Valve experimenting with biofeedback to improve gameplay

By on May 7, 2013, 2:30 PM
valve, portal 2, sweat levels, eye controls, biofeedback, mike ambinder

Game developer Valve is currently researching a number of different methods to innovate in the industry – thinking outside the box, if you will. Chief among them is collecting biofeedback that can be used to determine how a player is reacting to the game on a physiological level.

During a session on emotion in games at the NeuroGaming Conference and Expo last week, experimental psychologist Mike Ambinder (who heads up the program at Valve) said the company is very interested in the notion of biofeedback and how it can be applied to game design. More interesting, however, is what you can do when you incorporate these signals into gameplay.

Today’s games use a gamepad or a mouse and keyboard to help the player interact with the game. It works, but the developer has no idea if the gamer is enjoying the experience or not. If they could somehow gather that information, Ambinder said, they could tap into a whole wealth of data.

The psychologist said Valve has conducted experiments where they monitor how much a person is sweating and used that to determine interest in a game. That info was then fed into Left 4 Dead to try and make the player experience even more enjoyable. For example, if the gamer was calm, the story would progress at a normal pace but if they were excited or nervous, the game would move faster and give them less time to shoot enemies.

The team also created a special version of Portal that was controlled with your eyes. He said it was all still experimental but it worked pretty well and they were pleased with the results.

The data could eventually be used to better matchmaking in multiplayer games and allow others to spectate competitive matches in a more entertaining way. What’s more, it could also help developers create better peaks and valleys in games which would make the overall experience that much more enjoyable.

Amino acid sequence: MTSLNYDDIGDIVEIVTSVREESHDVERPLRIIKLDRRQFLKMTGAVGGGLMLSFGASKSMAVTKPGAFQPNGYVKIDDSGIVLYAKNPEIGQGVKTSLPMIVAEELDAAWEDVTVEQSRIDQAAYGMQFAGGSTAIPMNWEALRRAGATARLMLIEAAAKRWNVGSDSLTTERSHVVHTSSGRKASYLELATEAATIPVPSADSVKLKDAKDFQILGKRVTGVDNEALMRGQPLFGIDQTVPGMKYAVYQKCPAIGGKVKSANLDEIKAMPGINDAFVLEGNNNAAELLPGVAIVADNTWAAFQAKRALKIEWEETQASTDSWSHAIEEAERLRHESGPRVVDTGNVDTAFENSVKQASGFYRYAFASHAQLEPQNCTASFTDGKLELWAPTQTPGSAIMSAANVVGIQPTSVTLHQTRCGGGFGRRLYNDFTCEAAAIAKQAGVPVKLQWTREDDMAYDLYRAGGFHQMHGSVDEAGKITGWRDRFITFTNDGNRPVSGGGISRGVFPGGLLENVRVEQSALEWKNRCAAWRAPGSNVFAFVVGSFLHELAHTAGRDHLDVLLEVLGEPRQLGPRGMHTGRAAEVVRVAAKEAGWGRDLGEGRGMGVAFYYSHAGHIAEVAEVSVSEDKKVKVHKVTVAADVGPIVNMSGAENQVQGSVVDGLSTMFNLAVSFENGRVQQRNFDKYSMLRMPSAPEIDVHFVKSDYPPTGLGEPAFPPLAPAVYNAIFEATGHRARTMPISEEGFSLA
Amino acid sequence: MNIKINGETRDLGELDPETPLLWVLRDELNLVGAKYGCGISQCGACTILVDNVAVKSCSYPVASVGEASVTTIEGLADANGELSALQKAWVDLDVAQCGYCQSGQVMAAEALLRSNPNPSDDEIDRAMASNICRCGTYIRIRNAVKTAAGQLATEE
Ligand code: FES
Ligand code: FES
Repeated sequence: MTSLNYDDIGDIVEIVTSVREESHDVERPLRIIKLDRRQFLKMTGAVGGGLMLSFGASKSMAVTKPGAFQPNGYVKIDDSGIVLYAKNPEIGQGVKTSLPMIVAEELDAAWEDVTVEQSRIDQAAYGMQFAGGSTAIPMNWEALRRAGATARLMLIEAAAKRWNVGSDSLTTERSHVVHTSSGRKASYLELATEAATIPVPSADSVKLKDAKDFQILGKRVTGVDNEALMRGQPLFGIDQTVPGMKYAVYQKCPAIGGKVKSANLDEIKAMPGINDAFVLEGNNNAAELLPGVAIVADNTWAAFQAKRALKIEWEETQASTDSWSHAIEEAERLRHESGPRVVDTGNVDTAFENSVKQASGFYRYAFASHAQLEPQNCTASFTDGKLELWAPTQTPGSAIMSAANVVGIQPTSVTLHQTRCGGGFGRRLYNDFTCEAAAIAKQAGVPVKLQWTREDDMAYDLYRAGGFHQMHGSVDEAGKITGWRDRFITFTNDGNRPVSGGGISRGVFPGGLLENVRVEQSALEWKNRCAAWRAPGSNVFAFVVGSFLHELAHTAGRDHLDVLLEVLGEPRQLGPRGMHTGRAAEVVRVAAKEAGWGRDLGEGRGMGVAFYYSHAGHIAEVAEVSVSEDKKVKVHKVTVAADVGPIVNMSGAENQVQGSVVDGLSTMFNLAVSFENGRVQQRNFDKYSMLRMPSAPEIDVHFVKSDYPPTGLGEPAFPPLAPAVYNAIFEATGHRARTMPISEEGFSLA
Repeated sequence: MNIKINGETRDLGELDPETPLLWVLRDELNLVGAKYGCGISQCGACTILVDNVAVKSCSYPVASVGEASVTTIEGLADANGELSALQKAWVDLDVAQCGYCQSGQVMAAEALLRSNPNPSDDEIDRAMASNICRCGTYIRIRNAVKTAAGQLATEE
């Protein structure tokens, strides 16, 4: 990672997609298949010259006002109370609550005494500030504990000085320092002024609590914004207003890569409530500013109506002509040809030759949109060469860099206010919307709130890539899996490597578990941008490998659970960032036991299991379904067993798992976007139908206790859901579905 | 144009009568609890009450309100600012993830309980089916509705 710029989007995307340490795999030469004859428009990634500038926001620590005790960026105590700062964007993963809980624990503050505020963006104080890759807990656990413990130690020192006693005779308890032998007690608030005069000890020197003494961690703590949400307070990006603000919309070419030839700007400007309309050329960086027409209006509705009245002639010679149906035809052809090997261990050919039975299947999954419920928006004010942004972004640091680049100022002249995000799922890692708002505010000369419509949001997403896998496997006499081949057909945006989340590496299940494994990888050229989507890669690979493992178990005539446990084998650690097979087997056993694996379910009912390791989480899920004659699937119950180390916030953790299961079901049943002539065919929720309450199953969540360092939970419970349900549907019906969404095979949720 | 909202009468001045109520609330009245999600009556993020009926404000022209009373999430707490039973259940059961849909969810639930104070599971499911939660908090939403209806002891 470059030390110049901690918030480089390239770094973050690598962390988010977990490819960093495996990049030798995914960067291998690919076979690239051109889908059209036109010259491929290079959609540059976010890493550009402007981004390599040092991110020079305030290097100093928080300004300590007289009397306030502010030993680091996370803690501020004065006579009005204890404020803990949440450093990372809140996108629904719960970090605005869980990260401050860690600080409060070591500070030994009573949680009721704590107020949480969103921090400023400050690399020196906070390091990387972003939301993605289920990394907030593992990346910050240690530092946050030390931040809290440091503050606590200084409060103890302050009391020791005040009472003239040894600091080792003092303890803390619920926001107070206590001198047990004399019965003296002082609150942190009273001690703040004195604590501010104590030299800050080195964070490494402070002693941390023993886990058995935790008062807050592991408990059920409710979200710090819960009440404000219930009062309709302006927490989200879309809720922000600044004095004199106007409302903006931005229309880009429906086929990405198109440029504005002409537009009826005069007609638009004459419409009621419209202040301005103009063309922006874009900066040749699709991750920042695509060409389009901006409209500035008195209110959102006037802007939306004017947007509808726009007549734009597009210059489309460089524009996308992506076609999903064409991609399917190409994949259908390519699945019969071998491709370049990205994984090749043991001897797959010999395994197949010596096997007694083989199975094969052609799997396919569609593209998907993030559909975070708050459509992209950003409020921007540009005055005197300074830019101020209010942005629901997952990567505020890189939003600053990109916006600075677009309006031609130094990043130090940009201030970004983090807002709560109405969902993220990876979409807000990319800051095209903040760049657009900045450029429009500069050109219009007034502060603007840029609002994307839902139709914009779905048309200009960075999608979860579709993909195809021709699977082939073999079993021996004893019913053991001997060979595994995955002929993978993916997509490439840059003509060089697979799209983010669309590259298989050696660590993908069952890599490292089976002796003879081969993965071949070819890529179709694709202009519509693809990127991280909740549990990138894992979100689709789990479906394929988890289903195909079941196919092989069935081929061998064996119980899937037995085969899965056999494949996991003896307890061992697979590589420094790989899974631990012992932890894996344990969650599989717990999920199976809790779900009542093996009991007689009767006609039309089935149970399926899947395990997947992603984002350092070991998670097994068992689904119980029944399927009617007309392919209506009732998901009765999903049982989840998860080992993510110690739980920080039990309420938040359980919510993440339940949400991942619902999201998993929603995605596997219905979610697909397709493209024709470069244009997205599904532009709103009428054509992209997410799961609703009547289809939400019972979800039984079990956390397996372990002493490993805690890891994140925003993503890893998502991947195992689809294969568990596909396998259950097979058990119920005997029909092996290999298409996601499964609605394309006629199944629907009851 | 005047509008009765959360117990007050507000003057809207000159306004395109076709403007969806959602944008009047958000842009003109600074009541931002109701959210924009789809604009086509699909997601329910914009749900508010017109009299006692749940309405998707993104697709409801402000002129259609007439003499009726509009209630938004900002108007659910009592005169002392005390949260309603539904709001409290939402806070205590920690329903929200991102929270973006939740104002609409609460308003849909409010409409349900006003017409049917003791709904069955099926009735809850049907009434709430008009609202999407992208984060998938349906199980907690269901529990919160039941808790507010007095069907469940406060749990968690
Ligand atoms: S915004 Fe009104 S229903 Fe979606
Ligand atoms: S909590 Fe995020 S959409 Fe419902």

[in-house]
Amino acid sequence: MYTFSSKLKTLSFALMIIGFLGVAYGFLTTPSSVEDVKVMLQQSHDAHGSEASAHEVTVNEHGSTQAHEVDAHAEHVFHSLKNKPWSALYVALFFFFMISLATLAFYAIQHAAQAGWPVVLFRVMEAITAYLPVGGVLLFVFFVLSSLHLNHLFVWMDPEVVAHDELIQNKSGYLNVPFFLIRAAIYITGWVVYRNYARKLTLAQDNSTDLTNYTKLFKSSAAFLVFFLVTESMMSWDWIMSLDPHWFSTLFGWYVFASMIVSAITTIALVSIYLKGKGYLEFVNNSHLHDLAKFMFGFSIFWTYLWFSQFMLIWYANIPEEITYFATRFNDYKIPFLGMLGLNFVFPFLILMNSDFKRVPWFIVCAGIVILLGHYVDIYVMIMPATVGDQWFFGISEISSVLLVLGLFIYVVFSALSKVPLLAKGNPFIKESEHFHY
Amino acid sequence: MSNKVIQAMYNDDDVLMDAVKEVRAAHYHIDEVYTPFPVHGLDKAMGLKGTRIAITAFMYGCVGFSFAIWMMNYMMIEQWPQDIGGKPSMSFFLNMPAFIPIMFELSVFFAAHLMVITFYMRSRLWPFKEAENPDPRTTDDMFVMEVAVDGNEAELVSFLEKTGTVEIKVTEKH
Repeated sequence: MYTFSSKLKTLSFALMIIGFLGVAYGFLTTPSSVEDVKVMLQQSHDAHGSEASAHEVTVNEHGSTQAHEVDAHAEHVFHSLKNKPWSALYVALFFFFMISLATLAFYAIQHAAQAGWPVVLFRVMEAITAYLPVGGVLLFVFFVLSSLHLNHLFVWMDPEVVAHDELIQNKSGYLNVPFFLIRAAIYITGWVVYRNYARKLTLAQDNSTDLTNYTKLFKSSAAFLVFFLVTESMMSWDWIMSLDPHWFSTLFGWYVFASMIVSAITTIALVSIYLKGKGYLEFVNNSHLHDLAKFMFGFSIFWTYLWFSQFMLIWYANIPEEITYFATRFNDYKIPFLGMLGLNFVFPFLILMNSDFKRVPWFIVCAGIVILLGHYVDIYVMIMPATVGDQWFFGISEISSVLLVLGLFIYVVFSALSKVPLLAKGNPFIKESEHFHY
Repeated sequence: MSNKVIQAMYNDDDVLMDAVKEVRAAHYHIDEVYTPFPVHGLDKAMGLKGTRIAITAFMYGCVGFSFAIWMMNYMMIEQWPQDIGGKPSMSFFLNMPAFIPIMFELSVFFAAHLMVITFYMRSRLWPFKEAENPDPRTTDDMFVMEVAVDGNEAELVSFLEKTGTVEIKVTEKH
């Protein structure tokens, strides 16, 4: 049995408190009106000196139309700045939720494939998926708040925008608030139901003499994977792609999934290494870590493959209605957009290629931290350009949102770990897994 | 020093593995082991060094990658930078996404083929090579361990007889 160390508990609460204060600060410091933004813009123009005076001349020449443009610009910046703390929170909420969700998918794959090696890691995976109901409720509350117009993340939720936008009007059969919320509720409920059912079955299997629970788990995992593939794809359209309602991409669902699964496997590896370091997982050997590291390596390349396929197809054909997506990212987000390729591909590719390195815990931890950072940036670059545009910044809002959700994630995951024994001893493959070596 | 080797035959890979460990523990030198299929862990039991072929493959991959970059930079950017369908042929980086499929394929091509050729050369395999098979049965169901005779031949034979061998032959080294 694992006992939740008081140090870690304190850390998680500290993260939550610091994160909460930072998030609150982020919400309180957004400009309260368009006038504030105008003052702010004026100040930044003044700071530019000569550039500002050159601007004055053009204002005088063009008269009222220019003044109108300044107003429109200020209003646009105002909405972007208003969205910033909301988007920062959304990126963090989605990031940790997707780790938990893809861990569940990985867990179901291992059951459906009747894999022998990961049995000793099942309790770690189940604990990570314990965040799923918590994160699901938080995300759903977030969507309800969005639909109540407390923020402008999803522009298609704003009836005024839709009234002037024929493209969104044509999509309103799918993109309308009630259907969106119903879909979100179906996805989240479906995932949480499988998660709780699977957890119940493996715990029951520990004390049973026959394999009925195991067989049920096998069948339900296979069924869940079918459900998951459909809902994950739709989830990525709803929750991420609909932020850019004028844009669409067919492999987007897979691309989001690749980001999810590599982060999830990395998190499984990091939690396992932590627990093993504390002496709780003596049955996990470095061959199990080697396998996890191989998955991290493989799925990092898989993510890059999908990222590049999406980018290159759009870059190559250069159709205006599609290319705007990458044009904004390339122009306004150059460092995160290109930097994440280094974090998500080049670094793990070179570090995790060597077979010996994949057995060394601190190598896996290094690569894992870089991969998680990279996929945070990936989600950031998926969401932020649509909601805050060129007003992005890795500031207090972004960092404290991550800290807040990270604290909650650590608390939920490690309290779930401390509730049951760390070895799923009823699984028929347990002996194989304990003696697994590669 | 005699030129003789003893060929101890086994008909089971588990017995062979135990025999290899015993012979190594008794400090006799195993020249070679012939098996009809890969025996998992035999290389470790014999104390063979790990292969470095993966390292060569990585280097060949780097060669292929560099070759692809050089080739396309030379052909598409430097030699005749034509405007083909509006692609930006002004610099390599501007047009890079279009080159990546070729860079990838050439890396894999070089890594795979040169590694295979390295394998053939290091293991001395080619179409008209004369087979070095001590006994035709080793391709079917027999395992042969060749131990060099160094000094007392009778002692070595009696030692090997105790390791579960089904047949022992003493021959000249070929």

User Comments: 6

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hahahanoobs hahahanoobs said:

Gaming with eye movement? No thank you. Valve, please stick to monitoring sweat levels, okay?

JC713 JC713 said:

I give props to Valve for thinking of something different.

Kunming said:

I sure as hell hope it'll be very voluntary participation in whatever

biofeedback schemes they or anyone else comes up with. More data

being stolen from users and archived, is not what we need more of.

cliffordcooley cliffordcooley, TechSpot Paladin, said:

So for security systems that requires a scan of your eye, Valve wants a real good image of your eye to circumvent this security system.

I doubt what I just said to be the case, but in the world we live in, nothing I mean absolutely nothing would surprise me.

ghasmanjr ghasmanjr said:

I sure as hell hope it'll be very voluntary participation in whatever

biofeedback schemes they or anyone else comes up with. More data

being stolen from users and archived, is not what we need more of.

Your post reminds me of the Apple story where people found out that Apple stores everything you say to Siri. I highly doubt Valve is going to use the information to take over the world like Apple is planning though.

Guest said:

This type of games already exists in software called Calmlink - www.calmlink.com It uses the Galvanic Skin Response (sweating) instead of eye movements.

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